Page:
According to a report from the New York Times, prominent Republicans are making it clear to Donald Trump that he won't be receiving their votes or support as he runs for re-election — and they may endorse his presumptive opponent Joe Biden.
With one conservative commentator writing that some GOP lawmakers see the writing on the wall that the president won't be re-elected and may soon start distancing themselves from the embattled president, the Times reports that a few have already making their intentions clear that they won't back the 2020 Republican presidential nominee.
Noting that many of the top Republicans stayed away from Trump in 2016, figuring incorrectly that he couldn't win, the power of incumbency and having a Republican in the White House is still not enough to make them chnage their mind in 2020.
"It was one thing in 2016 for top Republicans to take a stand against Donald J. Trump for president: He wasn't likely to win anyway, the thinking went, and there was no ongoing conservative governing agenda that would be endangered," the Times' Jonathan Martin wrote. "The 2020 campaign is different: Opposing the sitting president of your own party means putting policy priorities at risk, in this case appointing conservative judges, sustaining business-friendly regulations and cutting taxes — as well as incurring the volcanic wrath of Mr. Trump."
With that in mind, Martin explained, GOP lawmakers past and still in office are making it known they want nothing to do with the volatile Trump.
'Far sooner than they expected, growing numbers of prominent Republicans are debating how far to go in revealing that they won't back his re-election — or might even vote for Joseph R. Biden Jr., the presumptive Democratic nominee," the report states. "They're feeling a fresh urgency because of Mr. Trump's incendiary response to the protests of police brutality, atop his mishandling of the coronavirus pandemic, according to people who spoke on the condition of anonymity to disclose private discussions."
At the top of the list is former President George W. Bush, who still has his supporters within the Republican Party.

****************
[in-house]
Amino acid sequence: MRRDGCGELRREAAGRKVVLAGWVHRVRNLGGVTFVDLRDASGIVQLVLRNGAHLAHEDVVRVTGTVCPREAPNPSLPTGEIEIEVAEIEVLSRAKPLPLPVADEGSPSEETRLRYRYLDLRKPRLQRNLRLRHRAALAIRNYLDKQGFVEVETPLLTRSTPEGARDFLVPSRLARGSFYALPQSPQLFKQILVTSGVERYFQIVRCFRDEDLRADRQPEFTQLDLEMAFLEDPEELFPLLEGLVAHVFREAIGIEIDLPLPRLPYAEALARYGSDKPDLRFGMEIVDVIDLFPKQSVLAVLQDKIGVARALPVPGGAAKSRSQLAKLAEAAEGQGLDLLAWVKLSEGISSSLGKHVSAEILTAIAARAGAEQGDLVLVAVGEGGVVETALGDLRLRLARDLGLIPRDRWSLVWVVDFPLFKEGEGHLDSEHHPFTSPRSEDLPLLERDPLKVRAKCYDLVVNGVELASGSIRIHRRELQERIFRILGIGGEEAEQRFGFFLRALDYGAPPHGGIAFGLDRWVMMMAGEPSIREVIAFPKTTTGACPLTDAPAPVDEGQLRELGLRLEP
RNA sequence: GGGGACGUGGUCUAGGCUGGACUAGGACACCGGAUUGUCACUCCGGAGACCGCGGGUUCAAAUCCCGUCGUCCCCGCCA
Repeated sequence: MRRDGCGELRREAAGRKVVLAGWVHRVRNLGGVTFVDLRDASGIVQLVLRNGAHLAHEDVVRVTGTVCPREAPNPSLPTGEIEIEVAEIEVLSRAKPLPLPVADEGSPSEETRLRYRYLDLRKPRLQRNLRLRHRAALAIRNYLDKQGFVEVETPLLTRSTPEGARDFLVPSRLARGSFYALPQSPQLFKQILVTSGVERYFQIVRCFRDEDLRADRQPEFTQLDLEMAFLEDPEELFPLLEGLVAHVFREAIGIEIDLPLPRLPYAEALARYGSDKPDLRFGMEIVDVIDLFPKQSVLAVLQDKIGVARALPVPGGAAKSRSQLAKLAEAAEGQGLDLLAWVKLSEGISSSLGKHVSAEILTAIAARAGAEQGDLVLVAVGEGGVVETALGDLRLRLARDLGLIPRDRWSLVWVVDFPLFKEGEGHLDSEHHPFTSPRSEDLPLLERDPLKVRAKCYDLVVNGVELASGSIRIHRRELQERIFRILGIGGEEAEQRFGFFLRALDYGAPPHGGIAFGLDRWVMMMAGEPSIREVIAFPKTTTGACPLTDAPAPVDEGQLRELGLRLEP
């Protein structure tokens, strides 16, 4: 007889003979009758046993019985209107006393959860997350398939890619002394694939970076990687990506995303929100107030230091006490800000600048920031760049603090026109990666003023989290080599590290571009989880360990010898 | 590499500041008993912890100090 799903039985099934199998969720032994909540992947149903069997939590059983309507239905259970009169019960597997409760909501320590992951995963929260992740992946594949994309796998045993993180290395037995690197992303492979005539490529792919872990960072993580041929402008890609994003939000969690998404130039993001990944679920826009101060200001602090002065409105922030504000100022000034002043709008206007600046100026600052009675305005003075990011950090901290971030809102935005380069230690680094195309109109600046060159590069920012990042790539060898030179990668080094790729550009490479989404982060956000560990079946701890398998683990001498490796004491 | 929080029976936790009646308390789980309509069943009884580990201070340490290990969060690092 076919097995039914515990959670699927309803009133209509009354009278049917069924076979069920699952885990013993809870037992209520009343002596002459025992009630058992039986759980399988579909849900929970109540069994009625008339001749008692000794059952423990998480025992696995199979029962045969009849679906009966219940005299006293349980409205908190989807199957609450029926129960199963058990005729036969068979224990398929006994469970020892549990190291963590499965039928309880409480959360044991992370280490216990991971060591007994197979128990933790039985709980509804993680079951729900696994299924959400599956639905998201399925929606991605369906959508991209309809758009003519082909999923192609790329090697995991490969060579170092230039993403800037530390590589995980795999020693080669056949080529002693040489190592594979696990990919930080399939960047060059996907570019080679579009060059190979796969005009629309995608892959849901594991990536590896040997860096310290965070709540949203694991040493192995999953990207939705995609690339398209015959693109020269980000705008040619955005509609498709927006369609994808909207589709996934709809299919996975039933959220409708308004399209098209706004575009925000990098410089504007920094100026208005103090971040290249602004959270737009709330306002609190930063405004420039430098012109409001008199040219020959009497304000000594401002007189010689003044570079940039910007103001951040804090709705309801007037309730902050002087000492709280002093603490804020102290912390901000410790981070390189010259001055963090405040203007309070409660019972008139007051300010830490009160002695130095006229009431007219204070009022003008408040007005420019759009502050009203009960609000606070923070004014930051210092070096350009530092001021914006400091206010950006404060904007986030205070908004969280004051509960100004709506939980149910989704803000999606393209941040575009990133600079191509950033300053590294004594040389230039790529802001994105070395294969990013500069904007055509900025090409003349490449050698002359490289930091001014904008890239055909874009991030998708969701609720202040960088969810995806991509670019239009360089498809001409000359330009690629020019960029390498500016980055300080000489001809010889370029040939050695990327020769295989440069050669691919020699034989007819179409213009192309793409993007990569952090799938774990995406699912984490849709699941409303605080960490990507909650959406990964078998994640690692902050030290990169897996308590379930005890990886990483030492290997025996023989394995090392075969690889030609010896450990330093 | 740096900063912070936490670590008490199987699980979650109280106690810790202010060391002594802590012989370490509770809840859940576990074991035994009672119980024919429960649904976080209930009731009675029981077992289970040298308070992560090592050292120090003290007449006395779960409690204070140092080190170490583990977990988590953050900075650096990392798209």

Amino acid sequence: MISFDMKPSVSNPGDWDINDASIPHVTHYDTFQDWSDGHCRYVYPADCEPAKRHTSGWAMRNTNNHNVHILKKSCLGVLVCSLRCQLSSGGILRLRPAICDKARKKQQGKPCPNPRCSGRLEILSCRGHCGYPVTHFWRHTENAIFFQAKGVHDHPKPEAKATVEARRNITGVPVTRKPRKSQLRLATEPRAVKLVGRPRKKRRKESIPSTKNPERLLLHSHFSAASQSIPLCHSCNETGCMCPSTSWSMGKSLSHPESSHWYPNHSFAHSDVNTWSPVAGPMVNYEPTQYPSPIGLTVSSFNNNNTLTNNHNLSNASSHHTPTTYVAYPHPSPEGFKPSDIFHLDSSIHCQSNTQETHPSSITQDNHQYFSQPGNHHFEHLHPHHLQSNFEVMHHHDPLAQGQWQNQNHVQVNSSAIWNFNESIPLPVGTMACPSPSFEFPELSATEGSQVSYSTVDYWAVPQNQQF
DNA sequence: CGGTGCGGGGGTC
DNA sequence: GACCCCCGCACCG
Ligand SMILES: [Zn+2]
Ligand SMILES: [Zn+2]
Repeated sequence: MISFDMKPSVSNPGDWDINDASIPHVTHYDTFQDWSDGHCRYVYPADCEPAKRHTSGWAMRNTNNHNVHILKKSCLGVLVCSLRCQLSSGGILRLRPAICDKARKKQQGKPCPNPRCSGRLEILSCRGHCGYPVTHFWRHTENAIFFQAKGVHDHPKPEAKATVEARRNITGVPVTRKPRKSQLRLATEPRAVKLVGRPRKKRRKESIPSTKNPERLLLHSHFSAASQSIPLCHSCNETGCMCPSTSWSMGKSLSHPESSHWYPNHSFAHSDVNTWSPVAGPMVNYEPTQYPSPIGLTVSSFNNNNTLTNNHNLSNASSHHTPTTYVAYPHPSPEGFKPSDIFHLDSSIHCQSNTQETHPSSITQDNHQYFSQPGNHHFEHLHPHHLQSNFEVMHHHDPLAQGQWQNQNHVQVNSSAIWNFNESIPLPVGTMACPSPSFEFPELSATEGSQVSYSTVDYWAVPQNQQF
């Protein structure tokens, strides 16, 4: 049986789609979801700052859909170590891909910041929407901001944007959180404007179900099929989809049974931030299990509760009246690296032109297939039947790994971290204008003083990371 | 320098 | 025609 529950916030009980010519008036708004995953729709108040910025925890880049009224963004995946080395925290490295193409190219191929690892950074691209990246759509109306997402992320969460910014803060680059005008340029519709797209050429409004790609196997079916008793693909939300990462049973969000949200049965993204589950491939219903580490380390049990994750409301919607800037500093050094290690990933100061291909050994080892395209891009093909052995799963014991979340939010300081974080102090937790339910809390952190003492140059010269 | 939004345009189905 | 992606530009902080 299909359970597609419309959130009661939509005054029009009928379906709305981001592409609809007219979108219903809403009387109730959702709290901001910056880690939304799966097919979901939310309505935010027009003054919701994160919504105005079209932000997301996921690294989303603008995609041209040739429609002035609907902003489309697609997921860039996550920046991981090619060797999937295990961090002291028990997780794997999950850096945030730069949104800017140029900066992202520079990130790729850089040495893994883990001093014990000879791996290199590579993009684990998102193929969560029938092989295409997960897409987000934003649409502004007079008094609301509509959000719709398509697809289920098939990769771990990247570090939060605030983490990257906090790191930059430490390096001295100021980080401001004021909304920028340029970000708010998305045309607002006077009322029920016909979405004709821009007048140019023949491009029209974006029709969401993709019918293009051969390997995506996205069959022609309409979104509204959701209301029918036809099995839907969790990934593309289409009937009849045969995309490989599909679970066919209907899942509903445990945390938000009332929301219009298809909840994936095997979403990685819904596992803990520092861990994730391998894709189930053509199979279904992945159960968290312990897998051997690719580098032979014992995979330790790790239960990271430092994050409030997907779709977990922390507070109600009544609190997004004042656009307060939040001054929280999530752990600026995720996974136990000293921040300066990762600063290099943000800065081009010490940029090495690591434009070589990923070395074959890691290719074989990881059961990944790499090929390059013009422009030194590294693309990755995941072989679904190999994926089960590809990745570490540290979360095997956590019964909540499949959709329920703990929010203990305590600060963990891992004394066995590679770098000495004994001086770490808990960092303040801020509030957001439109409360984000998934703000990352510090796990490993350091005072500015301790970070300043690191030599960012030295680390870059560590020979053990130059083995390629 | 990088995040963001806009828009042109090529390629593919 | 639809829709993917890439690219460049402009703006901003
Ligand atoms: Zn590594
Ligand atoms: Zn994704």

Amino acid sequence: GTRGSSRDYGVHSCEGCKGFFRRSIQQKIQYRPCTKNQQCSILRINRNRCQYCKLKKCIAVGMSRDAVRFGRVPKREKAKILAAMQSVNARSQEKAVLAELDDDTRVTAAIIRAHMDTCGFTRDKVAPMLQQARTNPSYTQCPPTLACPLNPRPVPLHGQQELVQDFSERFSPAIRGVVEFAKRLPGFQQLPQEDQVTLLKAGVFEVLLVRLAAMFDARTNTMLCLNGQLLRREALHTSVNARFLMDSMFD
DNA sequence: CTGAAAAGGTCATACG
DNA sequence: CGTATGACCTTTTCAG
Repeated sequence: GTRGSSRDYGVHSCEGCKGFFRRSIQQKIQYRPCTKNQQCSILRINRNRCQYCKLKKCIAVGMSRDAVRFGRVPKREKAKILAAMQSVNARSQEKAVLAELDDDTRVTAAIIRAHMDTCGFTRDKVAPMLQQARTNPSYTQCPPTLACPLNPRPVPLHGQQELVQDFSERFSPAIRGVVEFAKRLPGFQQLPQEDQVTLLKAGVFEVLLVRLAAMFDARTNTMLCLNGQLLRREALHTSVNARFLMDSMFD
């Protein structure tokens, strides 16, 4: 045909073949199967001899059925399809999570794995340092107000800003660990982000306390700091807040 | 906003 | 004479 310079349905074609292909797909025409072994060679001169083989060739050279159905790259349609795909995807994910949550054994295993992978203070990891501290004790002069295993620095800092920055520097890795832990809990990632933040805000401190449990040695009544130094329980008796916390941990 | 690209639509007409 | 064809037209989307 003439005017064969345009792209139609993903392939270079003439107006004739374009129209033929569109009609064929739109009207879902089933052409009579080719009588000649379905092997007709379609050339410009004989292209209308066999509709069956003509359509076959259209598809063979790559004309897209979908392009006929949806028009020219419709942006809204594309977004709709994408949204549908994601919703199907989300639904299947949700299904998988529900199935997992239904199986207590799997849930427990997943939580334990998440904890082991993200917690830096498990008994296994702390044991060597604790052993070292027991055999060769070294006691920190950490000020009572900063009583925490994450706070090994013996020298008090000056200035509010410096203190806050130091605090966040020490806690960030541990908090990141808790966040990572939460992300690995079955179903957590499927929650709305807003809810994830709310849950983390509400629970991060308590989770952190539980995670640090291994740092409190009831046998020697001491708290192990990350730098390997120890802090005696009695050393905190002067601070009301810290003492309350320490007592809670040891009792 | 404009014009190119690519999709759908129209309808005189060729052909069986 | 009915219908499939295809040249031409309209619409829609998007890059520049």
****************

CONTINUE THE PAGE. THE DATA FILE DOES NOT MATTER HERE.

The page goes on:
"Former President George W. Bush won't support the re-election of Mr. Trump, and Jeb Bush isn't sure how he'll vote, say people familiar with their thinking. Senator Mitt Romney of Utah won't back Mr. Trump and is deliberating whether to again write in his wife, Ann, or cast another ballot this November," Martin reports. "And Cindy McCain, the widow of Senator John McCain, is almost certain to support Mr. Biden but is unsure how public to be about it because one of her sons is eying a run for office."
Writing, "Former Republican leaders like the former Speakers Paul D. Ryan and John A. Boehner won't say how they will vote, and some Republicans who are already disinclined to support Mr. Trump are weighing whether to go beyond backing a third-party contender to openly endorse Mr. Biden," Martin added, "Former Defense Secretary Jim Mattis's blistering criticism of Mr. Trump and the admission this week by Senator Lisa Murkowski of Alaska that she is 'struggling' with whether to vote for the sitting president of her own party have intensified the soul-searching taking place, forcing a number of officials to reckon with an act that they have long avoided: stating out loud that Mr. Trump is unfit for office."
"Mr. Trump won election in 2016, of course, in spite of a parade of Republicans and retired military officers who refused to support him. Far more current G.O.P. elected officials are publicly backing Mr. Trump than did four years ago. Among his unwavering supporters are Republican leaders like Mitch McConnell, the Senate majority leader, and past foes like Senators Ted Cruz and Lindsey Graham," the reports states, before adding a caveat.
"Yet it would be a sharp rebuke for former Trump administration officials and well-known Republicans to buck their own standard-bearer. Individually, they may not sway many votes — particularly at a time of deep polarization. But their collective opposition, or even resounding silence, could offer something of a permission structure for Trump-skeptical Republicans to put party loyalty aside," Martin explained.
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